5 Festivals That Every Maharashtrian Celebrates and Spends On

By | February 2, 2018

Let’s take a look at the 5 most popular festivals that Indian’s second most populous state, Maharashtra, celebrates every year.

5 Festivals That Every Maharashtrian Celebrates and Spends On

Like most Indian states, the state of Maharashtra celebrates festivals that are unique to itself along with others that unite the entire country in its celebrations. Maharashtrians are a vibrant and vivacious bunch who are famous for their spirit and tenacity. This shows in the kind of festivals they celebrate as well. Let’s take a look at the festivals that they love to celebrate and splurge on.

Ganesh Chaturthi

This festival brings the entire state to a standstill as “Ganpati Bappa” makes his way into people’s homes with festivities continuing for a good 10 days. Because of its sheer scale and fanfare, Ganesh Chaturthi is easily one of the biggest festivals in India. The southern states of India also celebrate this festival, where it is known as “Vinayaka Chaturthi”.

Celebrated in honour of the elephant-headed Lord Ganesh’s birthday, worshippers erect colourful pandals (temporary shrines) that go up to several metres in height. Foodies relish “modak” prepared by women at home that are served up as offerings to the Lord. The “Ganpati visarjan” i.e. the immersion on the final day, is a sight to watch as worshippers gather in the streets and stage group performances to bid their final goodbyes to the Lord.

Additional reading: Your Financial Bucket List For 2018

Gudi Padwa

Gudi Padwa or the Marathi New Year is celebrated on the first day of the Chaitra month that signifies the onset of spring. For a nation that prides itself on its agricultural prowess, this is an extremely important harvest festival. On this day, people young and old begin their day with a holy bath and wear new clothes.

Women spruce up their houses and draw rangoli at the entrance and adorn it with colourful flowers and festoons. The gudi or a kalash made of either silver/copper/bronze that covers a stick is inverted and kept at the entrance of the house. This is called the Gudi.

Folks revel in regional delicacies like shrikhand, puri and puran poli. For the Konkans, the festival is synonymous with dishes like kanangachi kheer, an India dessert made of sweet potato, coconut milk, jaggery and rice.

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Gokul Ashtami

More popularly known as Janmashtami across the country, it celebrates the birth of Lord Krishna. It’s celebrated typically in Maharashtra with the Dahi Handi which involves the building of a human pyramid in a bid to break a mud pot filled with curd, milk and butter. The idea is to mimic the mischievous activities of Lord Krishna. The formation of the human pyramid is a spectacular sight to behold. Devotees fast through the day and the festivities peak at midnight.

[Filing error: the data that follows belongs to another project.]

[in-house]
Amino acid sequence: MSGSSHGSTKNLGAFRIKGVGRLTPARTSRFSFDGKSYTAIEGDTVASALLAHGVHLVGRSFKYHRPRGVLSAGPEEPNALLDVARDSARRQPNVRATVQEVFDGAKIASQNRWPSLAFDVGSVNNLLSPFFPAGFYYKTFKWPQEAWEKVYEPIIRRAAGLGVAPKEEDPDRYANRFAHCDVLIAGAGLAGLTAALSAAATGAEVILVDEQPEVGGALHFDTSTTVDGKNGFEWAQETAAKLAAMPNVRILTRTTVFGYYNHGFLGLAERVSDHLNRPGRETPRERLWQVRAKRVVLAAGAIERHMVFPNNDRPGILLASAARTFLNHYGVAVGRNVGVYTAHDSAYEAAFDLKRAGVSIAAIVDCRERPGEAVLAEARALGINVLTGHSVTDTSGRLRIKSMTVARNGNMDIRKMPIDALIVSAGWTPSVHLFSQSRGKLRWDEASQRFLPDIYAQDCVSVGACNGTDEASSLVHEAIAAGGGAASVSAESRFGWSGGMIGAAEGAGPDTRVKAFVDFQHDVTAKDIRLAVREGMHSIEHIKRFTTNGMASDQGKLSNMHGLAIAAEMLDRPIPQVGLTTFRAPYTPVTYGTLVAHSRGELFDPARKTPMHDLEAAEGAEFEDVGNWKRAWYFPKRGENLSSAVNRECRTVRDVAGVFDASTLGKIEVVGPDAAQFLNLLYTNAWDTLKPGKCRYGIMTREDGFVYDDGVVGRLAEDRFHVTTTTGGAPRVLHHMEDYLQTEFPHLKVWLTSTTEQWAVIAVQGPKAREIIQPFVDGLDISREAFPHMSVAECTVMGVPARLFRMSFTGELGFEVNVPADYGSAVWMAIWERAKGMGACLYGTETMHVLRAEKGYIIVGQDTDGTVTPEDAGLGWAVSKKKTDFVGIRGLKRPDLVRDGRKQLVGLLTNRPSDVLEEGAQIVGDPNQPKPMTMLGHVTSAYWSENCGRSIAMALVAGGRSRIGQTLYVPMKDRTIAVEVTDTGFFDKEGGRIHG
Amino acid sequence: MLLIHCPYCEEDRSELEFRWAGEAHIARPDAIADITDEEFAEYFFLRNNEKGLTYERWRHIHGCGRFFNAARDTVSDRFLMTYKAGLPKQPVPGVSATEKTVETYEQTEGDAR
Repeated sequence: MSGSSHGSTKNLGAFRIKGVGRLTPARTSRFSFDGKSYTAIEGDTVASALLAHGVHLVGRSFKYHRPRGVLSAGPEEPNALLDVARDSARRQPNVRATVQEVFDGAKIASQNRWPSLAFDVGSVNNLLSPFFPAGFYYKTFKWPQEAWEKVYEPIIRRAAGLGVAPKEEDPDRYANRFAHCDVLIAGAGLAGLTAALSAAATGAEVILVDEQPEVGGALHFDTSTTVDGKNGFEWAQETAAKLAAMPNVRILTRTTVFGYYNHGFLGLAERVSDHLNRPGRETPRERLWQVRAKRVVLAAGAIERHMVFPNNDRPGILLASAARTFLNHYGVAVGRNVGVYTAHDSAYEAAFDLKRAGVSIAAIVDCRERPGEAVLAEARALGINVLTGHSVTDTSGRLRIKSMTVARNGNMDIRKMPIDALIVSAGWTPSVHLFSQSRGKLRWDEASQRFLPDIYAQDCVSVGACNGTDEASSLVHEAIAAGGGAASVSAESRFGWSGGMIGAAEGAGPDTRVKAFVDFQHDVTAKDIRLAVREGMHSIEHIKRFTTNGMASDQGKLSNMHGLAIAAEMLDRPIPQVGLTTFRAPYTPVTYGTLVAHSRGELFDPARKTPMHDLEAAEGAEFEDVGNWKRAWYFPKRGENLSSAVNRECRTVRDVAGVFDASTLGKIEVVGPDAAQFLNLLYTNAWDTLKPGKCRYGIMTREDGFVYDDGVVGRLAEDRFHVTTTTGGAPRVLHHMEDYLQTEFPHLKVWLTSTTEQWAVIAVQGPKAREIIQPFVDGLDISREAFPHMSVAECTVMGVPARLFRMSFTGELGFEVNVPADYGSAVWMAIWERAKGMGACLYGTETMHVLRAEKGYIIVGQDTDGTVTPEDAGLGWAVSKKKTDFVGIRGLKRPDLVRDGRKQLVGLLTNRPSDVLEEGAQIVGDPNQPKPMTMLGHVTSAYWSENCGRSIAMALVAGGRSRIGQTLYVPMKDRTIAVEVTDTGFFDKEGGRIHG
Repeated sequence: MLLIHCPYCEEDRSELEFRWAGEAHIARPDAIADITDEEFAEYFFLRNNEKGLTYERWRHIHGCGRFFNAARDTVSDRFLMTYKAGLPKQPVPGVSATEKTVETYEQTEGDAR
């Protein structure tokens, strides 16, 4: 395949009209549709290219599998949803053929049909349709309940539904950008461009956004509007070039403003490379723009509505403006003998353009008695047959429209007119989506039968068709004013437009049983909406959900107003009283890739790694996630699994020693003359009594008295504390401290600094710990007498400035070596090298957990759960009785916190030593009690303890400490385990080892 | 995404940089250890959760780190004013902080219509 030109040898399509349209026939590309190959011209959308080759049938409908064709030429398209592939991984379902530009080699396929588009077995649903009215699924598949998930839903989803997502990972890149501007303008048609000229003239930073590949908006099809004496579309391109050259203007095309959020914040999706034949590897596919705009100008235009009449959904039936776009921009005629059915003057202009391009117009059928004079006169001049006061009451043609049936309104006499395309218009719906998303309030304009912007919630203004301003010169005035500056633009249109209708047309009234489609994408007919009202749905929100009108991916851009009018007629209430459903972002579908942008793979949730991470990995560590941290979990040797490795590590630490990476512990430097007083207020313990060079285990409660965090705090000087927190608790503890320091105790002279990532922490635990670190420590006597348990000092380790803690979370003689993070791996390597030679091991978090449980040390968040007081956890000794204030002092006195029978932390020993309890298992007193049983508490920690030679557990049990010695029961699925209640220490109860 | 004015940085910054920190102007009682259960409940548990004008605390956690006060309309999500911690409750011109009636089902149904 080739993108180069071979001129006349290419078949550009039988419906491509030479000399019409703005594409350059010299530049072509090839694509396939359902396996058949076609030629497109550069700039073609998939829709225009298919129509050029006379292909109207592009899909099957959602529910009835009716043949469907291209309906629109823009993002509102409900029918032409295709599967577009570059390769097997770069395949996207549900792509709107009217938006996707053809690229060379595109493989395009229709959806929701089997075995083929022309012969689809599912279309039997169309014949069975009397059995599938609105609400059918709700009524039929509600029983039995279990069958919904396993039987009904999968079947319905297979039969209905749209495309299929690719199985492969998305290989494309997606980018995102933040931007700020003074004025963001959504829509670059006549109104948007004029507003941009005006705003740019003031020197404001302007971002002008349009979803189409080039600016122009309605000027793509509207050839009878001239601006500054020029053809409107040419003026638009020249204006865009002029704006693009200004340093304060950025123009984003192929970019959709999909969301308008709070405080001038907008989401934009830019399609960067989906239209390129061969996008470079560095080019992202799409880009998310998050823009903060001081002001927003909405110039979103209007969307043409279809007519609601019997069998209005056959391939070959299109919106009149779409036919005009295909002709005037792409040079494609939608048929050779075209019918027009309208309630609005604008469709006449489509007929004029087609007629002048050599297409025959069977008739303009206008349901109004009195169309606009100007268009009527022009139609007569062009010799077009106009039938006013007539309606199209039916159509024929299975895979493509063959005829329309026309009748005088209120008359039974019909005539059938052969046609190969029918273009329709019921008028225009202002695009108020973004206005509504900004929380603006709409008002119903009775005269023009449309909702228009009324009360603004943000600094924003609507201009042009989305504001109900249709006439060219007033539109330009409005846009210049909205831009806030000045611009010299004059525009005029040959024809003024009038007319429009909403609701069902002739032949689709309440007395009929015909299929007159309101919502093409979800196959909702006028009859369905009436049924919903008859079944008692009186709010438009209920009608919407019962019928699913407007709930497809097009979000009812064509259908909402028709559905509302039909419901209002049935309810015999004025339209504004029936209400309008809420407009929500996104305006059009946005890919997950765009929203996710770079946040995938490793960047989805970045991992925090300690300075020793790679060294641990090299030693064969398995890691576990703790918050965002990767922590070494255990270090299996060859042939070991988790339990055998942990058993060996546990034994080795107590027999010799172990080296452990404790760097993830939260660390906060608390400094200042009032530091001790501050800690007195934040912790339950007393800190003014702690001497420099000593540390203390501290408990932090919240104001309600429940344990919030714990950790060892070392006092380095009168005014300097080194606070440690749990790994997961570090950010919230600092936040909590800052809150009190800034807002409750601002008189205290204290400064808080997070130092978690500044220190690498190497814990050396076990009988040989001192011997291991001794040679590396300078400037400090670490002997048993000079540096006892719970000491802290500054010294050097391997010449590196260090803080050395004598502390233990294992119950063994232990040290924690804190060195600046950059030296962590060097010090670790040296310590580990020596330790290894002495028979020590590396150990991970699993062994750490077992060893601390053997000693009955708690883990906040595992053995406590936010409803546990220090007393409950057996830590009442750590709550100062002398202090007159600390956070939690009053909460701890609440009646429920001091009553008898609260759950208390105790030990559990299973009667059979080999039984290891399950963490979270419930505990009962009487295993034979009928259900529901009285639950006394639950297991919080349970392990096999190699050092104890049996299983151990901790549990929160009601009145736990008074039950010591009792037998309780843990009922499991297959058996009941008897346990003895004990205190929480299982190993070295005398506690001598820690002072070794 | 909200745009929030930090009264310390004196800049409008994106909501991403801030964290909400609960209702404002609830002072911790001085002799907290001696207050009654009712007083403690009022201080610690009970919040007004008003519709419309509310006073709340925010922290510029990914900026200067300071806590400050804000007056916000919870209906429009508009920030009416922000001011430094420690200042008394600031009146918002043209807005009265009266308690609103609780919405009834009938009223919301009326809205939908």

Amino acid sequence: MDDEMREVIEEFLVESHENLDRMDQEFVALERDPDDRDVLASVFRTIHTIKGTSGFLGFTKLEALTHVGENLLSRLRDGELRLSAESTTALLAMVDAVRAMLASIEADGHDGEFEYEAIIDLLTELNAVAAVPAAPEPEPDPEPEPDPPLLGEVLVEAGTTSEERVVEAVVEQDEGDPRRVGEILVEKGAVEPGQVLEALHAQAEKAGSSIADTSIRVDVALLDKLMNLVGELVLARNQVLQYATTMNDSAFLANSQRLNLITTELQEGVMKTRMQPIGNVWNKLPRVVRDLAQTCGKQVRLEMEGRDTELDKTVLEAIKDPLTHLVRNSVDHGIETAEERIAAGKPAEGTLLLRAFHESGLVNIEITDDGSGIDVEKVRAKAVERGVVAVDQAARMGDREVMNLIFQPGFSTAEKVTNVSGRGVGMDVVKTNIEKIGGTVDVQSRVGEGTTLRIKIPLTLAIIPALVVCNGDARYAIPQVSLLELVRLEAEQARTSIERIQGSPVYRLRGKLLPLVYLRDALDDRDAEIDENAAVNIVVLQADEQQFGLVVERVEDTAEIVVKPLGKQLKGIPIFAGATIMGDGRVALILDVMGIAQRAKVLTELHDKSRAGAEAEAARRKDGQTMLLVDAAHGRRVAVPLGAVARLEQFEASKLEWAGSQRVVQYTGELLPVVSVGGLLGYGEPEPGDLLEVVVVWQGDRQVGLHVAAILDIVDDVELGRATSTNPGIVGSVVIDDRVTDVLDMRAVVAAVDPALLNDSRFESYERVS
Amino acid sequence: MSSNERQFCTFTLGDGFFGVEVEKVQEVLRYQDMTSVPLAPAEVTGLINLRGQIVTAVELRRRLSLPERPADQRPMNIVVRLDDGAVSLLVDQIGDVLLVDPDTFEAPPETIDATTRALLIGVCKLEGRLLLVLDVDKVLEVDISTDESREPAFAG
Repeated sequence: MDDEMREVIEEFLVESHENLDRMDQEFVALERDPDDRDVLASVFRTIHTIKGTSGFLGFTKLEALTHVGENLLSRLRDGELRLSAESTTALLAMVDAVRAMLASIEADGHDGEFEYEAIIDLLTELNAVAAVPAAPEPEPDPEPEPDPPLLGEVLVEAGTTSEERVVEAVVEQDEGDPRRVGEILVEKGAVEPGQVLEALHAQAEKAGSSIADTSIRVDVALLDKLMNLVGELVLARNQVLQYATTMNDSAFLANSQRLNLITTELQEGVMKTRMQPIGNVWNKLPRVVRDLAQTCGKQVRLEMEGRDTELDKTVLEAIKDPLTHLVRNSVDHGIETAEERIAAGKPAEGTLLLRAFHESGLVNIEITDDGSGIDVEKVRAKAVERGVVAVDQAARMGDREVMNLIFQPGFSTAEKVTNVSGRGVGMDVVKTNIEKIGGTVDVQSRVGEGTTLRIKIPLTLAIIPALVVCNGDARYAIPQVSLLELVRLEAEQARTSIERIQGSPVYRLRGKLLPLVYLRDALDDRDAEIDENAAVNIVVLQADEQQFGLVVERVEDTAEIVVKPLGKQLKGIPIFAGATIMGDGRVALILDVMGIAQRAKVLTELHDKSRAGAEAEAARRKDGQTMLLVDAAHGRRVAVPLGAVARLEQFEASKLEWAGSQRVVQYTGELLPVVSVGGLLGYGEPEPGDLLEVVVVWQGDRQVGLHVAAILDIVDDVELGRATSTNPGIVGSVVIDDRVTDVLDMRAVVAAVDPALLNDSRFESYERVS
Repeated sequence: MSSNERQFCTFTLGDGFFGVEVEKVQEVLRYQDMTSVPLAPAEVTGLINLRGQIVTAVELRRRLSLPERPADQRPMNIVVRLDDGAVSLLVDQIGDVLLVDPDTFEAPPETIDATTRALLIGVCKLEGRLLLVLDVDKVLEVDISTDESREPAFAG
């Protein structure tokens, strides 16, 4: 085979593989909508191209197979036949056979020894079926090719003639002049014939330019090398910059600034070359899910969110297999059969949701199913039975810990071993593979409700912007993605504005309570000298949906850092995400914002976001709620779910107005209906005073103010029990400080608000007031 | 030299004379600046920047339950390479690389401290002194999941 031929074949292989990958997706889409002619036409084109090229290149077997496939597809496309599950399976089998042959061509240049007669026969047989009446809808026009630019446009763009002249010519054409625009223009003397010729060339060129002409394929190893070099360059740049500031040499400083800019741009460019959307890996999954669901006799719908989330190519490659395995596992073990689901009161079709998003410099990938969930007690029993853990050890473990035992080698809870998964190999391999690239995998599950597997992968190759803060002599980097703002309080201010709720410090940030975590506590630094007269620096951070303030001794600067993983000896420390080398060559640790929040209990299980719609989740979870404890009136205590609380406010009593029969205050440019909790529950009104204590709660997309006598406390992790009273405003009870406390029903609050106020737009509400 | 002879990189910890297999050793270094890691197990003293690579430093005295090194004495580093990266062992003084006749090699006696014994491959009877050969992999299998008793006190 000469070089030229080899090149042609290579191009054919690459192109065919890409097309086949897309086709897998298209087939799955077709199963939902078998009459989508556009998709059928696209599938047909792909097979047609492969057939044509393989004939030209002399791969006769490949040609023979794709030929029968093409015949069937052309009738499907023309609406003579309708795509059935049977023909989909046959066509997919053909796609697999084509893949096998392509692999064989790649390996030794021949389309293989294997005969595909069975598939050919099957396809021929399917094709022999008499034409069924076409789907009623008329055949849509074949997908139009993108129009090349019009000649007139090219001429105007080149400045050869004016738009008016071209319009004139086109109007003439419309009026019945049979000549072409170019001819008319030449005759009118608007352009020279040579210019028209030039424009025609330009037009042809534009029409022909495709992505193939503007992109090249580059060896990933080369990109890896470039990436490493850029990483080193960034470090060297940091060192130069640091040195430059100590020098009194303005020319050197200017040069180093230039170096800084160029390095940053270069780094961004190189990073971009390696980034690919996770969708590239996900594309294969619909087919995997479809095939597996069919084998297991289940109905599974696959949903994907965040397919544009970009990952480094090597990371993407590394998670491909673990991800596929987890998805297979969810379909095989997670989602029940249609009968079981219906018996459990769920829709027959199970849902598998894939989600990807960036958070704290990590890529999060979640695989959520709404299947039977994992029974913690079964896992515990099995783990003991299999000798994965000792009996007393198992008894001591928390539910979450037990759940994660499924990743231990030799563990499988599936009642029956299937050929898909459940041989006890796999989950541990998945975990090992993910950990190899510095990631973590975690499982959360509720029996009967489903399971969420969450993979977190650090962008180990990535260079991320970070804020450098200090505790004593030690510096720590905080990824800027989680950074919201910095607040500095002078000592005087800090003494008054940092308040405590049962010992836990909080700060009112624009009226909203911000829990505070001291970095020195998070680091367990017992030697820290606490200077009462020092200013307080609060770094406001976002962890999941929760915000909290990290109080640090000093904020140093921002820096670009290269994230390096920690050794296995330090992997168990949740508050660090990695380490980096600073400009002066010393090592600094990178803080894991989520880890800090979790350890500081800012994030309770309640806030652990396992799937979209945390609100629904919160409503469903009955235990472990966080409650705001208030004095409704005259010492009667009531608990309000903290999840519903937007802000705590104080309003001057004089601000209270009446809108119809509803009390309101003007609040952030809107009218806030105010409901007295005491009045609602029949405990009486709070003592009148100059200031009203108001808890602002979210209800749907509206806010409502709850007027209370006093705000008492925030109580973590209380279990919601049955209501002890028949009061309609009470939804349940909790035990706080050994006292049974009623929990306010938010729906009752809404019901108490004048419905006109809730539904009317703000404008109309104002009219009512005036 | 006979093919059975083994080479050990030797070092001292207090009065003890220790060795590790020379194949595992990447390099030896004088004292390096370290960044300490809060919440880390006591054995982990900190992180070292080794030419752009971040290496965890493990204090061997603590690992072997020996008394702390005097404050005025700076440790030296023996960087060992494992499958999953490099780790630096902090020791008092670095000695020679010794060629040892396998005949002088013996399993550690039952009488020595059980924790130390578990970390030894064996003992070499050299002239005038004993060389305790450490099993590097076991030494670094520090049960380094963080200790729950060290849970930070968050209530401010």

Makar Sankranti

Also known as Uttarayan or Pongal in other parts of the country, Makar Sankranti is the celebration of the winter solstice. Following the glorious tradition of kite-flying, one can see the sky dotted with kites of various shades and hues.

Meals of gulachi poli (jaggery flatbreads) and sweets made of sesame are delicacies prepared during this time. A special ceremony is organised for newly married women and infants.

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Similar to the Lohri festival that’s celebrated in North India, Pola marks an important event in the life of farmers across Maharashtra. On this day, bullocks who play a vital role in agriculture are worshipped by farmers. The bullocks are bathed, decorated with ornaments and taken out in processions across the village.

This also determines the social standing of the farmers i.e. the order in which they are taken out into the village. Activities like sowing and ploughing take place as soon as the festival gets over. This festival is celebrated mostly in the Vidarbha region of Maharashtra that has a large farmer population.

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Festivals serve as the perfect occasion for family reunions and loads of shopping. But they can also be pretty demanding on your finances especially if you haven’t safeguarded yourself against unprecedented expenses with a Credit Card or Personal Loan.

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